The quest to vaccinate the world hits a roadblock: rich countries’ booster shots
More than 10 months after the first COVID-19 vaccine was approved for emergency use in the U.S., many other countries still have very few doses. In Syria, only 2.4% of the population is fully vaccinated. In South Sudan, only 0.8% of the population has received even a single shot. COVID has killed nearly 5 million people globally; unvaccinated people are 11 times more likely to die when they’re infected.
In May, the World Health Organization (WHO) set a goal for every country in the world to fully inoculate at least 40% of its population by the end of the year. In some countries, there are still logistical challenges in the cold chain or in systems for distributing vaccines to rural areas. But 82 countries now are likely to miss the goal, simply because they haven’t been able to buy vaccines. “The prevailing issue is still a shortage of supply,” says Kate Elder, senior vaccines policy advisor at Doctors Without Borders.
It’s a solvable problem. As one step, countries that have hoarded vaccines can share more doses. “Governments that have supply sitting in warehouses need to donate it,” Elder says. By one estimate, rich countries will have nearly 600 million extra vaccine doses by end of December, and nearly a billion extra doses by February of 2022; 100 million doses are on track to expire before they’re used. Right now, 500 million new doses of vaccine are being produced every 10 days, enough to cover the gap needed for the WHO goal. But most of those doses will go to high-income countries; those countries could choose to swap their spot in line.
That happened recently when the U.S. agreed to delay a scheduled delivery of Moderna’s vaccine so that Moderna could sell 15 million doses to African countries by the end of the year. (It’s worth noting that between March and September, pharmacies in the U.S. threw out at least 15 million doses, though some amount of waste is expected in vaccine campaigns.) Moderna has agreed to supply another 35 million doses to African Union countries by the end of March, some of which were also originally planned for the U.S., and up to 60 million in the second quarter of 2022. But the pace is too slow. The head of the WHO has argued that it’s unethical for some countries to be handing out third shots when so many people haven’t gotten a single dose of a vaccine. Right now, around three times more of those booster shots are being given out in rich countries than primary doses in poorer countries.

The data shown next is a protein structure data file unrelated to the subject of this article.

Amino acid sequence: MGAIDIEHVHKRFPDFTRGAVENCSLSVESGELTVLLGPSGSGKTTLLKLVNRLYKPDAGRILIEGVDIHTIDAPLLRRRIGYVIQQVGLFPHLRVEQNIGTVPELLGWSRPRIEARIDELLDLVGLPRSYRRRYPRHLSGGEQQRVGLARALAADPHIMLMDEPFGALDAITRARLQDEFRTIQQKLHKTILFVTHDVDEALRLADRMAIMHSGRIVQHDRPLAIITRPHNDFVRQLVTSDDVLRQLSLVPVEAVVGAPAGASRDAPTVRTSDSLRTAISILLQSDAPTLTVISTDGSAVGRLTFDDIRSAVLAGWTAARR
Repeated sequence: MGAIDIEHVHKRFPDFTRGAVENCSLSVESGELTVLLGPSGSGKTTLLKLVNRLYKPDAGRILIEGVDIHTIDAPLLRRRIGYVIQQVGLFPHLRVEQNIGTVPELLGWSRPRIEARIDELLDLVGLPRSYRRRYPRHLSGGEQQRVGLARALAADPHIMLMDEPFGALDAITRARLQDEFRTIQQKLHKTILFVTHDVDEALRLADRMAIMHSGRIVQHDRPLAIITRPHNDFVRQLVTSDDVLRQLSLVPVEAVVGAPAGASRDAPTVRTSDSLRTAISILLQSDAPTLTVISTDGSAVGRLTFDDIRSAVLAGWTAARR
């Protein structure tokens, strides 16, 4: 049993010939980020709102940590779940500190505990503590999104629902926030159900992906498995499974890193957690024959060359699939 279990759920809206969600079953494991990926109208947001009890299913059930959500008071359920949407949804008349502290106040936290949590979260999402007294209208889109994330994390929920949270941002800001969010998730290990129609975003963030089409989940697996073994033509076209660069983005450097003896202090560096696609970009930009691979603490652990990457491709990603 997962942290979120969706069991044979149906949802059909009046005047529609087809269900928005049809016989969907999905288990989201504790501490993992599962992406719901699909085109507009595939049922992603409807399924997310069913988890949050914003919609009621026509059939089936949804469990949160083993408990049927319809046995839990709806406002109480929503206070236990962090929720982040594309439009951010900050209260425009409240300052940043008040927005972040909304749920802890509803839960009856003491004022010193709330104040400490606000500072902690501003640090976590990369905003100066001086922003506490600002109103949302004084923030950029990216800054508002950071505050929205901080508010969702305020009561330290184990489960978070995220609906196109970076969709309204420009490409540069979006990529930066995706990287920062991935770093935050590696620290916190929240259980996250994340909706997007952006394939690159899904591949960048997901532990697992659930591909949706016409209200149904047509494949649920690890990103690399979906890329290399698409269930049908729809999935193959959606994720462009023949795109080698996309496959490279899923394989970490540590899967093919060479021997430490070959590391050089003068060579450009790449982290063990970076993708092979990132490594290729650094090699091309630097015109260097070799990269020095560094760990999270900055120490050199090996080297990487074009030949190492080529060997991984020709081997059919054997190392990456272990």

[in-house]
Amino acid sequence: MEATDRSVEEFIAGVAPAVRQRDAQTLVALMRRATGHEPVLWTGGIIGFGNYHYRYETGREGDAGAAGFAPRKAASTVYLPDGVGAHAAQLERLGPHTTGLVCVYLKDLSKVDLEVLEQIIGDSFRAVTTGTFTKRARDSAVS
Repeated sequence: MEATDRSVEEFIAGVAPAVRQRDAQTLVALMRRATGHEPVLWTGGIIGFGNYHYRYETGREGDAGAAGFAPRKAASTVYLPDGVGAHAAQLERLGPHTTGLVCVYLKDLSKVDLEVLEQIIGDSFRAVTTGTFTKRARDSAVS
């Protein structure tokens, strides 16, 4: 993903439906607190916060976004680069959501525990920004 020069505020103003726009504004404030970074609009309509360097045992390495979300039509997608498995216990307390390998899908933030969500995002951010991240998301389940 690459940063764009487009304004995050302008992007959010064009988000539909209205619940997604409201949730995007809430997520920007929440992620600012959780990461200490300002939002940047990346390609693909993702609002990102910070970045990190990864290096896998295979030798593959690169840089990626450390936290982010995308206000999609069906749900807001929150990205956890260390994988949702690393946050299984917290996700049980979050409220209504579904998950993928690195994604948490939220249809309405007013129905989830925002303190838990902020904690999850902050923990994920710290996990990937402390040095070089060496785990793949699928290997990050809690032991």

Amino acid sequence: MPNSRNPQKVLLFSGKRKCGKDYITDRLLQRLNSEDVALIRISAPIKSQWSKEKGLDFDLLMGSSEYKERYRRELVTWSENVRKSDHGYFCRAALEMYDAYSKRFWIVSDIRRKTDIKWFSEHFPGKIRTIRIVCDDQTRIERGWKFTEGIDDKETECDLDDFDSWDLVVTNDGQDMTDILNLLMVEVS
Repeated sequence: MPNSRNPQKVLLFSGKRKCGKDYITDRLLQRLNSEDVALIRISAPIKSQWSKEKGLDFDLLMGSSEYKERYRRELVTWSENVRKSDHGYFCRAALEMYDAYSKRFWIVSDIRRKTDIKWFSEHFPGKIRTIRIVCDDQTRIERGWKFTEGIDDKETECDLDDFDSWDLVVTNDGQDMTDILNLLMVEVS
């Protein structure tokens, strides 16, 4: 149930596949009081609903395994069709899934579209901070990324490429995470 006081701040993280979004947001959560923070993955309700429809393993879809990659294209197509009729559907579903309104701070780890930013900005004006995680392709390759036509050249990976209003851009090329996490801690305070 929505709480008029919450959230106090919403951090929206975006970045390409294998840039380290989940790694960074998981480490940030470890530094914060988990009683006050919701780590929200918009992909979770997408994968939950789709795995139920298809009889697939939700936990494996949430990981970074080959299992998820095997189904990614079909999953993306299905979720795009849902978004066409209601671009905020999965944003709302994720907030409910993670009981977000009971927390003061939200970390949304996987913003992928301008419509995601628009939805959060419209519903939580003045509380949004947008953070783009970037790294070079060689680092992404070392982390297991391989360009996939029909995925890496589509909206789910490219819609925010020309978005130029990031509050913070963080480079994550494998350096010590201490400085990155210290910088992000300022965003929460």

Both Moderna and BioNTech, Pfizer’s partner, now plan to build vaccine manufacturing facilities in Africa. Still, that won’t happen immediately, and it would be possible to more quickly ramp up supply if drug companies would be willing to transfer their technology to other manufacturers. The WHO already has a “technology transfer hub” for vaccines designed specifically to help make this happen. “It’s been established, and that is just waiting there for the technology from these ‘originator’ companies,” Elder says. “That is supposed to be sort of an end-to-end hub that deals with training of staff, and helps with regulatory issues.” A recent New York Times investigation surveyed global factories and identified several that could scale up production if they had the technology in hand. Pfizer plans to work with a South African company to bottle its vaccines, but the main step in manufacturing will still happen elsewhere.
The U.S. government developed part of the technology used in the Moderna vaccine and helped fund it, which ought to give it some leverage with the company. But despite pressure from the Biden administration, the company hasn’t been willing to transfer its technology. Neither has Pfizer. That’s not just a problem for developing countries: The longer the virus spreads widely, the more likely it becomes that more dangerous variants could develop and start making their way around the globe.